The Life That Really Is Life
1 Timothy 6:6-19; Mark 2:13-15
Mary Hinkle Shore
Lutheran Church of the Good Shepherd, Brevard, North Carolina
A few years ago, I heard a public radio interview with a relatively unknown singer/songwriter. At least she was unknown to me, and she remains so—I cannot remember her name. I do remember part of the interview.
She and the host were talking about the music business and her art, and the ways that the big business aspects of music can limit what an artist is able to do. The inter- viewer asked whether the singer was pressured by economic concerns to sell out her vision for her own work. She replied by saying, “It’s not like someone comes up to you and says, ‘We want you to sell out your vision of your work.’ What they say is, ‘We want you to talk to our wardrobe consultant,’ or ‘Our people will touch up your photo for the CD cover.’ The moves toward losing yourself and what you set out to do are very small and subtle. Sometimes you can get pretty far down the road before you know what’s happening.”
This is an insight that the writer of 1Timothy also knows. The letter is set as cor- respondence from the older apostle Paul to the younger church leader Timothy. Its actual origin is probably a couple of decades later than Paul’s last years and Timothy’s ﬁrst ones in church leadership, but the letter still makes sense as advice from experi- ence to youth.
Part of that advice is a warning about ways of life that sell out the gospel. About the desire for wealth, the writer says, “Those who want to be rich fall into temptation and are trapped by many senseless and harmful desires that plunge people into ruin and destruction. For the love of money is the root of all kinds of evil, and in their eagerness to be rich, some have wandered away from the faith and pierced themselves with many pains” (1 Tim. 6:9). Instead of setting their hopes on the uncertainties of riches, the people should “take hold of the life that really is life” (6:19).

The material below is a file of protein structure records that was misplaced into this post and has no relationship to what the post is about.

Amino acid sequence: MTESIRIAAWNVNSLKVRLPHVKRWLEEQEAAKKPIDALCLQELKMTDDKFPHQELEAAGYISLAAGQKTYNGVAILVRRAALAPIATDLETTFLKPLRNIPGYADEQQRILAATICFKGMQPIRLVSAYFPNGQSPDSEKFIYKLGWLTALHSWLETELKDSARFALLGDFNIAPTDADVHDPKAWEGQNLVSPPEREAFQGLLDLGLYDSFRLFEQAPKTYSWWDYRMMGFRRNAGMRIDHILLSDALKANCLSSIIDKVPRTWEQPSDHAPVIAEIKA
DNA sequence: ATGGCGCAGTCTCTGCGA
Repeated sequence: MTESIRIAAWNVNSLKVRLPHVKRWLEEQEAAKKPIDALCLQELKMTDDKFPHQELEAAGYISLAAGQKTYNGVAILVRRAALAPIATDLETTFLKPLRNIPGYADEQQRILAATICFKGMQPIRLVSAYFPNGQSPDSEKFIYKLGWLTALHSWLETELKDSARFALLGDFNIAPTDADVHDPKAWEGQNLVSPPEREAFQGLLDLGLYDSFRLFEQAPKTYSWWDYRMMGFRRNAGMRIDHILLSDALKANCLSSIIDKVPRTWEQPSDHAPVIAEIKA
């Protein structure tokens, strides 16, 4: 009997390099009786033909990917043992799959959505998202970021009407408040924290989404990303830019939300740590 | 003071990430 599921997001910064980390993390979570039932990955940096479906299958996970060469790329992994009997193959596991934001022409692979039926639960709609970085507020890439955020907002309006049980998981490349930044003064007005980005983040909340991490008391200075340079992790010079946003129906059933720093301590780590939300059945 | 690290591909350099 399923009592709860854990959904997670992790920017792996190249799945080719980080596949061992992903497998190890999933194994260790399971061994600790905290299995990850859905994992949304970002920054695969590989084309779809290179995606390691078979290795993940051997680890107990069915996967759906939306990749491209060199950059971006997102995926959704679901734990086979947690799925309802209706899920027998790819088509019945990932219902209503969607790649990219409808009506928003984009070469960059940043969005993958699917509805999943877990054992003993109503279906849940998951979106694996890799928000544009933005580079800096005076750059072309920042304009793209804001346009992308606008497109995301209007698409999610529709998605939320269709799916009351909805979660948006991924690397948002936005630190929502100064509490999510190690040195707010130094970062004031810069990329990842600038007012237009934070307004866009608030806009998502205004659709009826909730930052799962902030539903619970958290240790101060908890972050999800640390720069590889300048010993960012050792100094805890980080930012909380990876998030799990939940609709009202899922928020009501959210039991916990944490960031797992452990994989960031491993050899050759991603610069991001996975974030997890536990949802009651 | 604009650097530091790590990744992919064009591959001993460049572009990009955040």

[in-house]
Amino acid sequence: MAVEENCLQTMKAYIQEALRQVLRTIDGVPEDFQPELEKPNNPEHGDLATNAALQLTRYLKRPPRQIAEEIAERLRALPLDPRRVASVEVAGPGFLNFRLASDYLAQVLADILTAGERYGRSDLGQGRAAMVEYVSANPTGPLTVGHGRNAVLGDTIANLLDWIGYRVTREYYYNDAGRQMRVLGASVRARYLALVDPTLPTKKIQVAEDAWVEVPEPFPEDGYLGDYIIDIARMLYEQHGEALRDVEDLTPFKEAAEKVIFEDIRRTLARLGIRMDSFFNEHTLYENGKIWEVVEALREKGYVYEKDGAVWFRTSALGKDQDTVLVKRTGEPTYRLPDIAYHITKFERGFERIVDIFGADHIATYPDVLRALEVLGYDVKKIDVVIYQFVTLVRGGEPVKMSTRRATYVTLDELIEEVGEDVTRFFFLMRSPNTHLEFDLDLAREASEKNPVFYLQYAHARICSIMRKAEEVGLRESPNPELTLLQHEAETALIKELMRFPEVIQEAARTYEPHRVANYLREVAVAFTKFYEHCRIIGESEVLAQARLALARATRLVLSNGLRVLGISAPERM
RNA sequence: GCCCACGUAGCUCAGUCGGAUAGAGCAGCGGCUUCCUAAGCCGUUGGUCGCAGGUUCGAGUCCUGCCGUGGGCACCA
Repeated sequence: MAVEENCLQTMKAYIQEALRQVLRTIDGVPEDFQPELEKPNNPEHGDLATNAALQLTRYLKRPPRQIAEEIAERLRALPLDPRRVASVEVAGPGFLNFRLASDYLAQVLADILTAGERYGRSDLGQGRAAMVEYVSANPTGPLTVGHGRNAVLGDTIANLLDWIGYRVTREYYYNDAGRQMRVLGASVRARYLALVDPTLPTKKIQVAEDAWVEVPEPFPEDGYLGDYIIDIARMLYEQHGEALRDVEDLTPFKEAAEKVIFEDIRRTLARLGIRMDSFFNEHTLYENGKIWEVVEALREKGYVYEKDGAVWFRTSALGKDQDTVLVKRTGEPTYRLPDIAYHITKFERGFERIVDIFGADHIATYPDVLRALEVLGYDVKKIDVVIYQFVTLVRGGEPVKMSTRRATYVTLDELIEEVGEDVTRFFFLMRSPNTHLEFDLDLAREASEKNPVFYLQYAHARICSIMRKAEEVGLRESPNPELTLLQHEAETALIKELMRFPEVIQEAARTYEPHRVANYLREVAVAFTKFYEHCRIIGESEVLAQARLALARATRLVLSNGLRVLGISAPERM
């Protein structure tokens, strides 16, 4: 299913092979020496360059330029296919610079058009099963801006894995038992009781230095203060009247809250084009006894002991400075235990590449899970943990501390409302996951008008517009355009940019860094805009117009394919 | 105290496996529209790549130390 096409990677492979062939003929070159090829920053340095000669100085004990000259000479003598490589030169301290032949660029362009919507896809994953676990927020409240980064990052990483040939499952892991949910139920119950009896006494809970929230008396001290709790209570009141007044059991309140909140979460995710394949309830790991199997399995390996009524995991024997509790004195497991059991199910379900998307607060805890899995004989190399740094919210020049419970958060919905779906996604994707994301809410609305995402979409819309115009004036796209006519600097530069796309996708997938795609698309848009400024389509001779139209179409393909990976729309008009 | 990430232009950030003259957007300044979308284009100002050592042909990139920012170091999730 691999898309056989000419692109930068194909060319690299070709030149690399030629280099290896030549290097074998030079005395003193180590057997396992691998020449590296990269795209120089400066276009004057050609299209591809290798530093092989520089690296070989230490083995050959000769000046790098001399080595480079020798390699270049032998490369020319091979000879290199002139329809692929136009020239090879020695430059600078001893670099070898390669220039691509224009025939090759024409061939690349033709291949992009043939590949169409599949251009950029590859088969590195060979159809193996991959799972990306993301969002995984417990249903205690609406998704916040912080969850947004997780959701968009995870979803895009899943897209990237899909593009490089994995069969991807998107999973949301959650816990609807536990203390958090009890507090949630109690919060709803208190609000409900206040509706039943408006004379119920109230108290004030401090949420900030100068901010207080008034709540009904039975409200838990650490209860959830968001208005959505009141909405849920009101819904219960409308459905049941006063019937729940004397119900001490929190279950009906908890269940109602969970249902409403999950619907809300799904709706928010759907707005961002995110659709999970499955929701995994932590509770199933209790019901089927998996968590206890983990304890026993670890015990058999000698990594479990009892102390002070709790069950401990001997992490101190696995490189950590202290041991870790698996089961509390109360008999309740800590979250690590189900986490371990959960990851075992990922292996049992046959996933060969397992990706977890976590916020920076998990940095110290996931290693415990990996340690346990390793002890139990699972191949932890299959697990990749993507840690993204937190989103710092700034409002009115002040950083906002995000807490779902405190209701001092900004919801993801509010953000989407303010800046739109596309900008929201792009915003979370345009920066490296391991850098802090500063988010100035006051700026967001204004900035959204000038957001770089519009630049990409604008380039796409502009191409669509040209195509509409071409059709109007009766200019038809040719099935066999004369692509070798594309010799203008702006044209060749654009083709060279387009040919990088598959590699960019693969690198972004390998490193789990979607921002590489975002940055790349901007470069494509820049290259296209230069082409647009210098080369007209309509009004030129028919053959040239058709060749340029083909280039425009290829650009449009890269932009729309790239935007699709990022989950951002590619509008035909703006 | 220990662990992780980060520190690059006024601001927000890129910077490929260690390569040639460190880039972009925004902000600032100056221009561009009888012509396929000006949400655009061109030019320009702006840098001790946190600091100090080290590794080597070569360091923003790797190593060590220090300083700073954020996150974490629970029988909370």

When Christian communities live with a value—maybe the value of compassion or generosity or hospitality to strangers—when groups of Christians live with a value that is higher than the accumulation of wealth, we are bearing witness to a whole different way of going through life. The Old Testament scholar Walter Brueggemann calls this kind of thing “acting out an alternative economy” right in the middle of the dominant economy.
And you know the dominant economy well. To use the words I want here, I have to quote Martin Luther’s Small Catechism. You may know that the ﬁrst of the Ten Commandments is “I am the Lord you God; you shall have no other Gods.” Luther explains this commandment by saying, “We are to fear, love, and trust God above all things.”
So anything besides God that we fear, love, and trust above all things is another god, or an idol. This is the role money plays in the dominant economy. When we say, “Follow the money,” we mean that the fear, love, and trust of money can explain some behavior or turn of events. Find out who is getting rich from something, and you’ll have the motive for why it is happening and who is behind it all.
I say or I think “follow the money” a lot. But I notice a certain disconnect in my thinking, and I wonder if you see it in yourself too. I believe that money is a power. For other people, money is dangerous. The wanting it, saving it up, being afraid it is not enough, and loving it is the path to all kinds of pain. For other people. But for me, money is a tool. I can handle it. The love of money won’t seduce me. I can quit anytime. I bet you can quit anytime too.